Reverse Osmosis 101

Reverse Osmosis 101

Reverse osmosis is a specific technology that can be used to eliminate a large majority of purifications and contaminants from water. It does this by using pressure to push the water through a semi-permeable membrane. To truly understand the process and purpose of reverse osmosis, it is first important to understand osmosis as a naturally occurring process.

The naturally occurring phenomenon called osmosis is perhaps the most important process that we find in nature. It is a simple process that allows a weaker saline solution to migrate towards a stronger saline solution. One of the best examples of osmosis is when the root systems of a plant draw water from the soil. Simply put, any solution that has a lower concentration will have a natural tendency to travel to a solution that is of a higher concentration.

For example, what would happen if you put 2 containers of water side by side? One of the containers of water would have a low salt concentration and the other container would have a high salt concentration. The 2 containers would need to be separated by a semi-permeable membrane. You would notice that the container of water with a low salt concentration would automatically begin to travel towards the container with a high salt concentration. Remember, however, you would need to have a semi-permeable membrane for this to work.

A semi-permeable membrane is simply a type of membrane that permits certain molecules or atoms to pass through whereas other atoms or molecules cannot. A good example of this would be a screen door that permits fresh air to enter into a home but does not allow pests or insects that are larger than the holes in the screen door to pass through. Another good example could be a type of Gore-tex clothing fabric. The fabric has holes that will allow water vapor to pass through but these holes are small enough so that liquid water does not pass through.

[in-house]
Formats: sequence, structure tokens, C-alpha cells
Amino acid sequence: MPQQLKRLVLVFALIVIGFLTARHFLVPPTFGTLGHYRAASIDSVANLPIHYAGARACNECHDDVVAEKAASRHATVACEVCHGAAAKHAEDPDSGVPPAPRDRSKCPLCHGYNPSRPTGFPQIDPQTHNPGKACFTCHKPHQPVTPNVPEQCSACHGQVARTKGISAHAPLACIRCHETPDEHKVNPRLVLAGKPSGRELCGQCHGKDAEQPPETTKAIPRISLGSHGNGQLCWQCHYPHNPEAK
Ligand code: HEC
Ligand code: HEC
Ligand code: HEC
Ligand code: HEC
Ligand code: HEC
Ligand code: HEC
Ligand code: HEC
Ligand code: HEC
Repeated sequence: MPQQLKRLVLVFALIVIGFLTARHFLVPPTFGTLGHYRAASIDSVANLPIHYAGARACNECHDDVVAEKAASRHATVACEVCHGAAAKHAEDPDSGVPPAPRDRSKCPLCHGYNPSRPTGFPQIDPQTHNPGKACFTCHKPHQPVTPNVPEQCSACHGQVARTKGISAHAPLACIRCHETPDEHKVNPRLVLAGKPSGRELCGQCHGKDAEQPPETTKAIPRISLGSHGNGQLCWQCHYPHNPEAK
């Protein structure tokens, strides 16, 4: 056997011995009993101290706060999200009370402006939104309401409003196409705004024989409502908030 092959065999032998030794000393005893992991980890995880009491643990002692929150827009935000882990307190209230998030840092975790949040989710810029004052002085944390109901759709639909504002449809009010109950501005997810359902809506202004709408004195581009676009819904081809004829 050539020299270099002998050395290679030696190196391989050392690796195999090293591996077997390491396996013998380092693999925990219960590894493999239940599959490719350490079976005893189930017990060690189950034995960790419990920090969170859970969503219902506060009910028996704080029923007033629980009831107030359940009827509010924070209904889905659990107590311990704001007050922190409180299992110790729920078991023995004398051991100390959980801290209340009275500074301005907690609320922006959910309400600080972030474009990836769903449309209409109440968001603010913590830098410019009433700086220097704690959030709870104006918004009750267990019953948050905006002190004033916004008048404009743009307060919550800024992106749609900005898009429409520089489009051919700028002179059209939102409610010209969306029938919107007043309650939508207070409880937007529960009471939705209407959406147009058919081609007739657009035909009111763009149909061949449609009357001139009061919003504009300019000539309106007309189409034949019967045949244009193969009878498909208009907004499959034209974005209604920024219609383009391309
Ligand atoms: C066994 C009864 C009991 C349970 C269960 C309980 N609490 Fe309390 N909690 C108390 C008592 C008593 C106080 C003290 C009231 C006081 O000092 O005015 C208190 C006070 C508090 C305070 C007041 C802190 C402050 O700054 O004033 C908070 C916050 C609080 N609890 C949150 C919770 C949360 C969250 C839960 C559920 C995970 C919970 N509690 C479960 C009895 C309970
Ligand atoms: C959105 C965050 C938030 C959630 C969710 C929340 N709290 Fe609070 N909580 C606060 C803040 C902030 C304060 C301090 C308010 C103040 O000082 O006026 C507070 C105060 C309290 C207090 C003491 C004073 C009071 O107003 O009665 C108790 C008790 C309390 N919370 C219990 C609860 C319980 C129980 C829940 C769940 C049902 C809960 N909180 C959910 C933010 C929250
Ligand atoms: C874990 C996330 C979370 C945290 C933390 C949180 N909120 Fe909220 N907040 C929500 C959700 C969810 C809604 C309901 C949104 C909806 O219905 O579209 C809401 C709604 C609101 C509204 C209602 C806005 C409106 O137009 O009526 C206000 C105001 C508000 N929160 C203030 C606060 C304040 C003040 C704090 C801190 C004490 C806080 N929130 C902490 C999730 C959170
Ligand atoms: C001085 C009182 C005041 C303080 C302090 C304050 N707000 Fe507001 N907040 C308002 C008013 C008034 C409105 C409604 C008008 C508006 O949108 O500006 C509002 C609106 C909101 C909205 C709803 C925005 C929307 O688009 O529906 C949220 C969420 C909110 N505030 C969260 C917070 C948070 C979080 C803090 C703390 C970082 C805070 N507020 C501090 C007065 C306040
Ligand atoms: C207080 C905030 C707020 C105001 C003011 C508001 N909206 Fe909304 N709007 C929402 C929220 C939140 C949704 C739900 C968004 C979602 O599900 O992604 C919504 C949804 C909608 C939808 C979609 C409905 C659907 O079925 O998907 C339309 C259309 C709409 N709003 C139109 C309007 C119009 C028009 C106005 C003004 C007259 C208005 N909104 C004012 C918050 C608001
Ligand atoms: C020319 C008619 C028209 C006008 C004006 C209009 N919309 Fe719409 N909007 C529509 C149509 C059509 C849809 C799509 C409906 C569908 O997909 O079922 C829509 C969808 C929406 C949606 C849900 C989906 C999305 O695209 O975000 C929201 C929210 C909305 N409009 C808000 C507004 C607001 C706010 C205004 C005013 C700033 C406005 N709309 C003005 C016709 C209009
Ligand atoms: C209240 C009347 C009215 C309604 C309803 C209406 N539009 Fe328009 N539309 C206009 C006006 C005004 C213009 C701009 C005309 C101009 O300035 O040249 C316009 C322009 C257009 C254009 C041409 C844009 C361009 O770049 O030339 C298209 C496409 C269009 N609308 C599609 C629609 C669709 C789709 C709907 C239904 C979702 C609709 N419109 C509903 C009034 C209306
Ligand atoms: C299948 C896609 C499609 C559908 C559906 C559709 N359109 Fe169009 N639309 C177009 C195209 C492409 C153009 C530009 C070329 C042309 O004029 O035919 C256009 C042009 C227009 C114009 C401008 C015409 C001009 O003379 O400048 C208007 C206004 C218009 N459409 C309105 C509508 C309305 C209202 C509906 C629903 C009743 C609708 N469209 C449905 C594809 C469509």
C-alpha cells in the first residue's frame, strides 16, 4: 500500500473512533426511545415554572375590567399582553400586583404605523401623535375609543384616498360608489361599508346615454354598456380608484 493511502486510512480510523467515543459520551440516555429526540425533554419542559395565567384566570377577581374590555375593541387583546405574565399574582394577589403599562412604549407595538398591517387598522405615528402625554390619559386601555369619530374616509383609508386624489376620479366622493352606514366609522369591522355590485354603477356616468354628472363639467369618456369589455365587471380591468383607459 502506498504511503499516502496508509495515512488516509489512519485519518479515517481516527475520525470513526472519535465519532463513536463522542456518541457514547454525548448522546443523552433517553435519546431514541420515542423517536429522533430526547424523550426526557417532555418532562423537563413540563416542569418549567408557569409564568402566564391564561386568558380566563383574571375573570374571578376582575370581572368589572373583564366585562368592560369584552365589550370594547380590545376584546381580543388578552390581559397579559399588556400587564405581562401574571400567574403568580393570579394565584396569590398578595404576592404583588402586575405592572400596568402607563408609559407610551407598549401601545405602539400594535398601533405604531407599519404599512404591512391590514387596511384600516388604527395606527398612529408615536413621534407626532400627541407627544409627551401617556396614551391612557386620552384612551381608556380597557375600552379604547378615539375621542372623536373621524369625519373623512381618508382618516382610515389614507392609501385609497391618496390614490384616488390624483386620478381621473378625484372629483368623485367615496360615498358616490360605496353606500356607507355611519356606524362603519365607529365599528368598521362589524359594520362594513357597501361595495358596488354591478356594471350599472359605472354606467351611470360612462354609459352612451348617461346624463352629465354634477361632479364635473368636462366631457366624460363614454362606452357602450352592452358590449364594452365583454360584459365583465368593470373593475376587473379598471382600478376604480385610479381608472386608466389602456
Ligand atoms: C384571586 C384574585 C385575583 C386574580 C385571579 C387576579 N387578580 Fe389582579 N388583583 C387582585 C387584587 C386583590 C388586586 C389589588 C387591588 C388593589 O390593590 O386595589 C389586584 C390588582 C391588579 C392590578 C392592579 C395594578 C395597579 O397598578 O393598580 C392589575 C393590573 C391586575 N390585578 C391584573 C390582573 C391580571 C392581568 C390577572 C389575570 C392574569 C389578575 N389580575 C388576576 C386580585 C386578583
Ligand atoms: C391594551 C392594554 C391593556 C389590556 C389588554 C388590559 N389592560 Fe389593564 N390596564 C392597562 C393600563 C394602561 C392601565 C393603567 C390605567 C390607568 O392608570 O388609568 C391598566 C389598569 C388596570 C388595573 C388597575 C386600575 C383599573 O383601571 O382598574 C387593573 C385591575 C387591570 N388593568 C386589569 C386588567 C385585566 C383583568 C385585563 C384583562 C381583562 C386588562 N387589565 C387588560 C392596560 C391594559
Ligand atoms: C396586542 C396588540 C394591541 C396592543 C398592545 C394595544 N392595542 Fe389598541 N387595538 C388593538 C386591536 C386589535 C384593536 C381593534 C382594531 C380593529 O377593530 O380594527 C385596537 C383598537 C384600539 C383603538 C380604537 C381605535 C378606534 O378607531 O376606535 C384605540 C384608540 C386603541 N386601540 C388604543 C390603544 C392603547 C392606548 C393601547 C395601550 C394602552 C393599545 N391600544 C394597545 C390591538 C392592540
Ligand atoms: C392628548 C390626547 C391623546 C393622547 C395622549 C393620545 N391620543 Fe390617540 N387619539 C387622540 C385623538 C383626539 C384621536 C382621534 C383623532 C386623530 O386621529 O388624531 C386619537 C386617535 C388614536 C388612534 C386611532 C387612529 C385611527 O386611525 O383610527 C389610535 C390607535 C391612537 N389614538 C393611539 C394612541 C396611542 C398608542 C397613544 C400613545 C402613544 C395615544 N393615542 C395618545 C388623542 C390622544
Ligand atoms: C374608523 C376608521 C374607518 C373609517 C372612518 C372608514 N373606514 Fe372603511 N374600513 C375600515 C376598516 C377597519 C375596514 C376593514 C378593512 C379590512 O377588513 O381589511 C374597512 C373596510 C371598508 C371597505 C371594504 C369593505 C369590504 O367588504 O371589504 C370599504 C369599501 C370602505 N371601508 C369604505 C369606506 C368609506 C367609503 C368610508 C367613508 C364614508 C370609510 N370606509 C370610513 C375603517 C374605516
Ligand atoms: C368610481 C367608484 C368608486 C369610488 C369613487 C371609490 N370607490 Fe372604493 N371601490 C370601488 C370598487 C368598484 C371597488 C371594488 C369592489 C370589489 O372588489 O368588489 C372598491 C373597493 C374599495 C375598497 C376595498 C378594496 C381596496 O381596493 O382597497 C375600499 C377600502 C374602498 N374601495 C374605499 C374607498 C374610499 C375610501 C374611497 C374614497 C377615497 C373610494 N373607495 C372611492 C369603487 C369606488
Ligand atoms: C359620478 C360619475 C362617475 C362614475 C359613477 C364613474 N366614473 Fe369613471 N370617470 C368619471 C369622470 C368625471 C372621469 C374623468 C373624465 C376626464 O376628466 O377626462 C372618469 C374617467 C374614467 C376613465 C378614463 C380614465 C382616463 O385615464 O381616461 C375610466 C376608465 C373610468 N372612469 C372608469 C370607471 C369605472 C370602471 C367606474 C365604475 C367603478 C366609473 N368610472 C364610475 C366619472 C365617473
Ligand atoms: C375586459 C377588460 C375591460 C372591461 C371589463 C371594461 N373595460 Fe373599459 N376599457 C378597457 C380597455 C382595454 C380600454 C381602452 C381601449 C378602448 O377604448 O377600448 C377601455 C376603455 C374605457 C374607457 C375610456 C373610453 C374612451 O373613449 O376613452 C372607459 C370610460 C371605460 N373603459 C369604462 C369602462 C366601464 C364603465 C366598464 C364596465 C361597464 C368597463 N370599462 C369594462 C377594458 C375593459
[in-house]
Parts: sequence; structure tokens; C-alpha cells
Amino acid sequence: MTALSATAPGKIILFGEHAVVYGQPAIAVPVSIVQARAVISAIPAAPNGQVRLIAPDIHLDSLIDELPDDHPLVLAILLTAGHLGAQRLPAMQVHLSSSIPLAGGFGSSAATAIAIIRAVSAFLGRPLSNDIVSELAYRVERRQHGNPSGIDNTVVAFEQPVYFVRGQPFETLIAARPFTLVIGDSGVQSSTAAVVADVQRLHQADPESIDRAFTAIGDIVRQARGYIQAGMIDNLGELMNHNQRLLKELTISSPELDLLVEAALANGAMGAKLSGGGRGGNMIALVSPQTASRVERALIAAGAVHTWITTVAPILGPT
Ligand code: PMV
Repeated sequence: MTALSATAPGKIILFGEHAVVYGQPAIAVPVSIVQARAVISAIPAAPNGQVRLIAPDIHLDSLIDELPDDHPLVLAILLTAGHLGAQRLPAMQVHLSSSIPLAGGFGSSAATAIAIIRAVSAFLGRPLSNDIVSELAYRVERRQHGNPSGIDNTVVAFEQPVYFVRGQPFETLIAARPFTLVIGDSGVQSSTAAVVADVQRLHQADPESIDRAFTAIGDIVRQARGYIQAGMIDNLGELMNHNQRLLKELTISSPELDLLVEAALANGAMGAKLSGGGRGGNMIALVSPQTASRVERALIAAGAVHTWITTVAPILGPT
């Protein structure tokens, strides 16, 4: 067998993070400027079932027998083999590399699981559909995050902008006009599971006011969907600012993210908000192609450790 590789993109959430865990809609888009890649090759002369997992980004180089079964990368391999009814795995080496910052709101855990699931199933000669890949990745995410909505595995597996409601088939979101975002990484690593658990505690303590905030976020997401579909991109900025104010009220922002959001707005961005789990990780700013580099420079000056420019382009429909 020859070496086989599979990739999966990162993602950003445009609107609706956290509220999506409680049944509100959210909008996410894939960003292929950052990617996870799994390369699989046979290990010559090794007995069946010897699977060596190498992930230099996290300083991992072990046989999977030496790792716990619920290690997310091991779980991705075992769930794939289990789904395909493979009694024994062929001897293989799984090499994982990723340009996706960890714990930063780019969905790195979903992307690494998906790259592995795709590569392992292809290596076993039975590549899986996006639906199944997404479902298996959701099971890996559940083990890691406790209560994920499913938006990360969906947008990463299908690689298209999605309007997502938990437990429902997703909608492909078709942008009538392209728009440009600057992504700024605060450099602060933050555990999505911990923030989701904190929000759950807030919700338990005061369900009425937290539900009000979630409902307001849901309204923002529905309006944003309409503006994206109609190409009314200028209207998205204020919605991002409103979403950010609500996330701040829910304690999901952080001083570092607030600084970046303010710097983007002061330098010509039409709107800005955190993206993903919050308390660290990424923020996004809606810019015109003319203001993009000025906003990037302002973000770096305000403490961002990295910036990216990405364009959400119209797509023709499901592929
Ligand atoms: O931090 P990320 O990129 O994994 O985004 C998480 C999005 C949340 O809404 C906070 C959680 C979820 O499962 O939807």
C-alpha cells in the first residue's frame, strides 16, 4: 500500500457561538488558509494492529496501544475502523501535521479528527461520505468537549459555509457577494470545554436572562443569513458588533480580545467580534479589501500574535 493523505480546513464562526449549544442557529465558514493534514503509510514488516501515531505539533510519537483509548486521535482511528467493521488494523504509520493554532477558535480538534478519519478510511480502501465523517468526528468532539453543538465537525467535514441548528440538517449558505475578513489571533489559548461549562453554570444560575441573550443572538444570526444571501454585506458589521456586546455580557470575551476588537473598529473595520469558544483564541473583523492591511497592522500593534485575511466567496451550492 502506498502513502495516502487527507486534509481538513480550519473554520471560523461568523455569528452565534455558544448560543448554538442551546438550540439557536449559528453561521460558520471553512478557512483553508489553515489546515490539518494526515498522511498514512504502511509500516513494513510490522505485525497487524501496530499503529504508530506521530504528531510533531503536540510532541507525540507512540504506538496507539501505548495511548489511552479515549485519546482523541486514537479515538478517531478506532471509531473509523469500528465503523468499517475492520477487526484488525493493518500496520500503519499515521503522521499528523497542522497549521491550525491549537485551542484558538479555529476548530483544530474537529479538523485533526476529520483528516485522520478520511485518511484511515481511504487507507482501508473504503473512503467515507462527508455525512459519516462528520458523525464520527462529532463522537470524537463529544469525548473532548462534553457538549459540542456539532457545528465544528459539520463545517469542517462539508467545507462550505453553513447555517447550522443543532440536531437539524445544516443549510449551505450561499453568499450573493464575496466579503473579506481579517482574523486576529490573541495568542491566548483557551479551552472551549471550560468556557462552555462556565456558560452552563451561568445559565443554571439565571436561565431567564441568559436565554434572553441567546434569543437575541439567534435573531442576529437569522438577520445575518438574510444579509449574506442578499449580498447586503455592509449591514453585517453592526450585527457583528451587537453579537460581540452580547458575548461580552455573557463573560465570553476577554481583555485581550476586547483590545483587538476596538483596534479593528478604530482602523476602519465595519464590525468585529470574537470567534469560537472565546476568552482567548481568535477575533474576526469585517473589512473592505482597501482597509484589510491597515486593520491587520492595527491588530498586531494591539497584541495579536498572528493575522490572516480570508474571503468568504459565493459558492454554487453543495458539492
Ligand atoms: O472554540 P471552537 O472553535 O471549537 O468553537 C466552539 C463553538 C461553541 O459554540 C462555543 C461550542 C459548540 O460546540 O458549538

Reverse osmosis is simply the natural process of osmosis in reverse. Osmosis occurs naturally without any additional energy but to reverse this process you will require an energy source. The semi-permeable membrane that is used for reverse osmosis allows all of the water molecules to easily pass through but it prevents any organics, pyrogens, bacteria, or dissolved salts from passing through. However, a reverse osmosis system will need to have pressure applied to the water so that it can pass through the semi-permeable membrane.

Reverse osmosis can remove up to 99%+ of particles, dissolved salts, organics, pyrogens, colloids, and bacteria from a feedwater source. However, this type of system cannot remove 100% of viruses and bacteria. A reverse osmosis semi-permeable membrane will reject all contaminants based on their charge and size. It is a very effective system for treating surface, brackish, and groundwater for both small and large flow applications. Various industries use this type of system including boiler feed water operations, pharmaceutical companies, metal finishing plants, beverage and food processors, and semiconductor manufacturing, just to name a few.

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